as to the other question, yes, I have removed the buffer. The problem has not gone away.

Old Fuff
February 21, 2006, 08:48 PM
Tuner covered the obvious causes. The next one to suspect is a too-tight or out-of-round chamber. If no one in your area has a .45 service finishing reamer I would return the pistol to Springer and tell them too fix it. My bet is that they'll replace the barrel. (Or just ream the chamber). :(

1911Tuner
February 21, 2006, 09:10 PM
One that I forgot...Did you replace the recoil spring...and if so, what is the load rating in pounds?

Hotel_California
February 21, 2006, 09:15 PM
At first I used the spring that came with the Wilson guide rod, then I tried using the guide rod with the stock spring. The last trip to the range, when I had the 30% FTE rate, I was using a 16# spring made for smaller-cartridge 1911s.

Old Fuff
February 21, 2006, 09:18 PM
Attempting to fix the problem, I have gone through various combinations including replacing both the ejector and extractor with extended versions, as well as putting the original, or a lighter, spring on the guide rod.

I thought of that too, but apparently he covered it. Maybe the ejector he replaced is loose?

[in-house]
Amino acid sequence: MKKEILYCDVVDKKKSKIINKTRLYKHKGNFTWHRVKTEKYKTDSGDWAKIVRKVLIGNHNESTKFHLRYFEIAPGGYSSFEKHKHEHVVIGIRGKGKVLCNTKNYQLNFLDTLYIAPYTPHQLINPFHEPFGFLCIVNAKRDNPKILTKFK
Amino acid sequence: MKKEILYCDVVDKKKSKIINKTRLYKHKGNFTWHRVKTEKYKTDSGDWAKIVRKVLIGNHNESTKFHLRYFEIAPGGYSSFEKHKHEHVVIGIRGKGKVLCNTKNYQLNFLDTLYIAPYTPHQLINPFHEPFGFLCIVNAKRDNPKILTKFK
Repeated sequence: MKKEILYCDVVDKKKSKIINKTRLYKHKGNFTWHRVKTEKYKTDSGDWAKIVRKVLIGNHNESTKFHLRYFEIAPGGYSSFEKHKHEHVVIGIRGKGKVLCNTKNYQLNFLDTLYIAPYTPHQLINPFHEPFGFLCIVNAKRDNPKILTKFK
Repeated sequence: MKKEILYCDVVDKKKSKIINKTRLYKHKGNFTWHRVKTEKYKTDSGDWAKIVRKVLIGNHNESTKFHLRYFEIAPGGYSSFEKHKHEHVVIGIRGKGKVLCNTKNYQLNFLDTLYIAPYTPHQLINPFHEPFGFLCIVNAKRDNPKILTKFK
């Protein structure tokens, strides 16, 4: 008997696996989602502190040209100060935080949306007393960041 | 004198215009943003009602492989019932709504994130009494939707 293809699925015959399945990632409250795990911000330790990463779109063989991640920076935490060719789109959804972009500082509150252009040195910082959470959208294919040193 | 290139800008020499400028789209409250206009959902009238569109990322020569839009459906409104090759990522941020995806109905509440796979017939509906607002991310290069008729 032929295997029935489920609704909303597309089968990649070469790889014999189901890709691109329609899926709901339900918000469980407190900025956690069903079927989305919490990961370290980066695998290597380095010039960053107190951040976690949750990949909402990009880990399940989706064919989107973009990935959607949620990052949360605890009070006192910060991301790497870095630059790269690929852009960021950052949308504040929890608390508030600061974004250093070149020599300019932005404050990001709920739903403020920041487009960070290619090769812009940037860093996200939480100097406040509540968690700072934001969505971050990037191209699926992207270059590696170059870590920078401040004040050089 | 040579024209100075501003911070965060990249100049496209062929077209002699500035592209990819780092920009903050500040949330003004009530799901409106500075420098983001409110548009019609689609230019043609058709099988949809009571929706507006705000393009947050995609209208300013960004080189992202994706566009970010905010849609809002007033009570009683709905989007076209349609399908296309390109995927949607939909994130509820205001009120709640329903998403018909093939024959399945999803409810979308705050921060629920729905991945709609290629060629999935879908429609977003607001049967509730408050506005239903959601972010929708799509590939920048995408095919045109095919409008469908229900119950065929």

1911Tuner
February 21, 2006, 09:21 PM
I thought of that too, but apparently he covered it. Maybe the ejector he replaced is loose?

Ah! Okay. I see it now.

Okay...Slide cycle smooth...or is there a tight spot?

Extractor pass the tension test?

Extractor hook depth .032-.036 inch?

Oh! By the way...the 16-pound recoil spring is standard for 230 hardball.


If it's an OEM extractor...there have been some problems with those off and on for a while now.

Sheldon
February 22, 2006, 04:30 AM
Sounds like the ectractor is not properly tensioned. The extractor should hold a loaded rounded under it with a 2-4 pounds of pressure. If there is no tension on the extractor the spent cases may fall off the hook during extraction. Take the slide off the frame and push a round so that it's extractor groove slides onto the extractor hook as it would when as a round were fed off the magazine. If it slides into place with no/too little pressure, you need to bend the extractor to get the proper tension.